Absence of association of thrombophilia polymorphisms with intrauterine growth restriction
ABSTRACT Previous data have demonstrated associations between thrombophilia polymorphisms in pregnant women and an increased risk of intrauterine growth restriction in their offspring, but this finding remains uncertain.
We performed a hospital-based case-control study and a family-based study including 493 newborns with intrauterine growth restriction (defined by birth weight below the 10th percentile for gestational age and sex according to Canadian norms) and 472 controls (with birth weight at or above the 10th percentile). We determined the presence or absence in newborns and their parents of the following polymorphisms: methylenetetrahydrofolate reductase (MTHFR) C677T and A1298C, factor V Leiden G1691A, and prothrombin G20210A. Mothers were interviewed to obtain information on other risk factors for intrauterine growth restriction.
The risk of intrauterine growth restriction was not increased among mothers carrying a polymorphism associated with thrombophilia. In the case-control study, the odds ratios associated with two copies of the variant, after adjustment for newborn genotype and other risk factors, were 1.55 for MTHFR C677T (95 percent confidence interval, 0.83 to 2.90) and 0.49 for MTHFR A1298C (95 percent confidence interval, 0.25 to 0.93); heterozygotes for factor V Leiden had an odds ratio of 1.18 (95 percent confidence interval, 0.54 to 2.55), and heterozygotes for prothrombin G20210A had an odds ratio of 0.92 (95 percent confidence interval, 0.36 to 2.35). These polymorphisms in the newborn were not associated with an increased risk. Newborns who were homozygous for the MTHFR C677T variant had a decreased risk of intrauterine growth restriction (odds ratio after adjustment for mother's genotype and other confounders, 0.52 [95 percent confidence interval, 0.29 to 0.94]). The results of the family-based study supported those of the case-control study.
Our findings do not indicate that there are associations between maternal or newborn polymorphisms associated with thrombophilia and an increased risk of intrauterine growth restriction.
Full-textDOI: · Available from: Emmanuelle Genin, May 29, 2015
Journal of Medical Genetics 08/2003; 40(8):632-636. DOI:10.1136/jmg.40.8.632 · 5.64 Impact Factor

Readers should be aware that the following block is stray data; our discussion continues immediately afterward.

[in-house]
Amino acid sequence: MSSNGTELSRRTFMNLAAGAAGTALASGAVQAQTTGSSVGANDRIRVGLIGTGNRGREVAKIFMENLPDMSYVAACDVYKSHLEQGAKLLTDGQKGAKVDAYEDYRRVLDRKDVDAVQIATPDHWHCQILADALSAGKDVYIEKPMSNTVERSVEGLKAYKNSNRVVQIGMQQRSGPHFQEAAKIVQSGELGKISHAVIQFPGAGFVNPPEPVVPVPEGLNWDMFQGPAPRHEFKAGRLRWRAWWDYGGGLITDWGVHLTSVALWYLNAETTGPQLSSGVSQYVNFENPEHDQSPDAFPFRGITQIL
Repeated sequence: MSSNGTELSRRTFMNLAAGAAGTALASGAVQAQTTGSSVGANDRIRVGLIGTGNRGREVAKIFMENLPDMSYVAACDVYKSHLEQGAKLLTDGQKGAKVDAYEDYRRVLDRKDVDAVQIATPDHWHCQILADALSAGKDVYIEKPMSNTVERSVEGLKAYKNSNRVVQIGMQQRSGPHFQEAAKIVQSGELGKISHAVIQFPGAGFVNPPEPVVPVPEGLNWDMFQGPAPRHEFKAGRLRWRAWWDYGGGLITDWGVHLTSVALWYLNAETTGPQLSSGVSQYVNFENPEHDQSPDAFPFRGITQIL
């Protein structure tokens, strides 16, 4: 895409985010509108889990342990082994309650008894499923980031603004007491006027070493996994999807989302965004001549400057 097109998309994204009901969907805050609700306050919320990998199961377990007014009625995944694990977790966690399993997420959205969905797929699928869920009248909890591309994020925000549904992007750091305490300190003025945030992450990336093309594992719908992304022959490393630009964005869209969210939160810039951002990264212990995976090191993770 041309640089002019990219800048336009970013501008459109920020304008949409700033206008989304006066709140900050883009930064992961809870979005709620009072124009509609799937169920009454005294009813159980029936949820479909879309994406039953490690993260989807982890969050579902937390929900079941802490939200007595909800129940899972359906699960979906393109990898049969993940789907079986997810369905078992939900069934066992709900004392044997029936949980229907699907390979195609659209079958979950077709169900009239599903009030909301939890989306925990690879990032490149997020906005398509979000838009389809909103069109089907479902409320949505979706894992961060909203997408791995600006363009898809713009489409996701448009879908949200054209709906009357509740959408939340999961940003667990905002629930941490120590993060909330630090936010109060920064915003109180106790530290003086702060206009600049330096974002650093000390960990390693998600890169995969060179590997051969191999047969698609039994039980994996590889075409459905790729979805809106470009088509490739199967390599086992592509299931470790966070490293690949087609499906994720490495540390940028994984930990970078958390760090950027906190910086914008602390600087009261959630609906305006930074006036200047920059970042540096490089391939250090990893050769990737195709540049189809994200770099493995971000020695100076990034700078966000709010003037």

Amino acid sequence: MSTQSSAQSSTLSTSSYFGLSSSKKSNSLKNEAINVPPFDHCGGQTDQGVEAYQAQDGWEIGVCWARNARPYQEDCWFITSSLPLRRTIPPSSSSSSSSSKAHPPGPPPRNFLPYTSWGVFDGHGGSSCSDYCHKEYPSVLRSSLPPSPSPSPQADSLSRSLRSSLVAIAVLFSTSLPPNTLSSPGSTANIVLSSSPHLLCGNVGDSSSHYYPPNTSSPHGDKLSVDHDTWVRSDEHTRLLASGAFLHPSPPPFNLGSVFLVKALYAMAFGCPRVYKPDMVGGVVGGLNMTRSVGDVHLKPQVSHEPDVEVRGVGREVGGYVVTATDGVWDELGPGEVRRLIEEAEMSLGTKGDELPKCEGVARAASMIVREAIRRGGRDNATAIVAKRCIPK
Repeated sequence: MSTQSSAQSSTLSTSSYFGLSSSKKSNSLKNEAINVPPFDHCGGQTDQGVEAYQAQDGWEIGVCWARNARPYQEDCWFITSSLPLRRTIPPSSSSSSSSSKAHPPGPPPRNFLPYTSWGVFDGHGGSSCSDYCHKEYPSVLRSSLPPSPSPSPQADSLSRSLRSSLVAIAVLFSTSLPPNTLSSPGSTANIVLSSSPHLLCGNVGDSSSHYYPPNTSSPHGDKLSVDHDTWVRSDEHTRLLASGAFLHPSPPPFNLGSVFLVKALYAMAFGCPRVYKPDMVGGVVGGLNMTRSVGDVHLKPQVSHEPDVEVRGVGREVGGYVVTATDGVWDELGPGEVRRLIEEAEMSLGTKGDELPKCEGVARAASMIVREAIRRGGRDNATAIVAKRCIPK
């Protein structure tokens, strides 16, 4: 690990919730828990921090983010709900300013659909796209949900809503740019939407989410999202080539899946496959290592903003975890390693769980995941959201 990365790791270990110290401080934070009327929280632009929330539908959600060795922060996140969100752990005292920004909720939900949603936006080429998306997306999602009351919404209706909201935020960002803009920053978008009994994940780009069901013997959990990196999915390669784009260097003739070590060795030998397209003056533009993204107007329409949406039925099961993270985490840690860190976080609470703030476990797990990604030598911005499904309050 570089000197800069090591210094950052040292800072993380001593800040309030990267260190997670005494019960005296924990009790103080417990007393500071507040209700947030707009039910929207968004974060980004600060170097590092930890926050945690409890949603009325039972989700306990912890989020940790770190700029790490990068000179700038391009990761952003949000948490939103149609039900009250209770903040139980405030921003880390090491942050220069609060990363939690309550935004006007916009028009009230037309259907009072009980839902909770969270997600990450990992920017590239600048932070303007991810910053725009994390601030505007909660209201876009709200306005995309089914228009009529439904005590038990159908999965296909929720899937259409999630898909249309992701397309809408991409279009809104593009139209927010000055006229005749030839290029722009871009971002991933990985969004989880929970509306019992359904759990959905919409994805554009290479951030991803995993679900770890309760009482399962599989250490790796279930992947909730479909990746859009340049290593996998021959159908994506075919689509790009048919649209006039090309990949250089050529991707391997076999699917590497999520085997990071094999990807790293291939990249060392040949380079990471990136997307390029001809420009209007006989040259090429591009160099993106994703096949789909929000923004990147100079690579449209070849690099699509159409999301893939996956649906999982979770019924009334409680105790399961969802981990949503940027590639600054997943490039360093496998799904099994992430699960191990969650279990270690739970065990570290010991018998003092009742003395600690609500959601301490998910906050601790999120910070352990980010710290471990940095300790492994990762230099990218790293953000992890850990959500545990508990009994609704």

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ABSTRACT: Aims: Hereditary as well as acquired thrombophilia is associated with a higher incidence of severe obstetric complications such as preeclampsia, spontaneous pregnancy loss, placental abruption, and fetal growth retardation. The aim of our study was to examine the association of selected thrombophilic polymorphisms (factor V Leiden, MTHFR C677T, and MTHFR A1298C) with pregnancy complications in the Slovak majority population and the Roma (Gypsy) ethnic population. The study included 354 women; 120 patients and 105 controls from the Slovak majority population, 50 patients and 79 controls from the Slovak Roma population. Genotyping was performed by the real-time polymerase chain reaction method using TaqMan(®) MGB probes. Results: A statistically significant higher frequency of factor V Leiden (p=0.001, odds ratio [OR]=5.9) and MTHFR C677T polymorphism (p=0.011, OR=1.7) was observed in the Slovak majority patient group compared to the control group. The incidence of MTHFR A1298C polymorphism between patients and controls did not differ significantly. None of the three polymorphisms studied was in association with pregnancy complications in the group of Roma women. Conclusions: Our study has confirmed the variable distribution of selected thrombophilic polymorphisms in different ethnic groups as well as their various effects on the clinical phenotype.Genetic Testing and Molecular Biomarkers 12/2014; 19(2). DOI:10.1089/gtmb.2014.0232 · 1.15 Impact Factor
Article: SYLLABUS 2009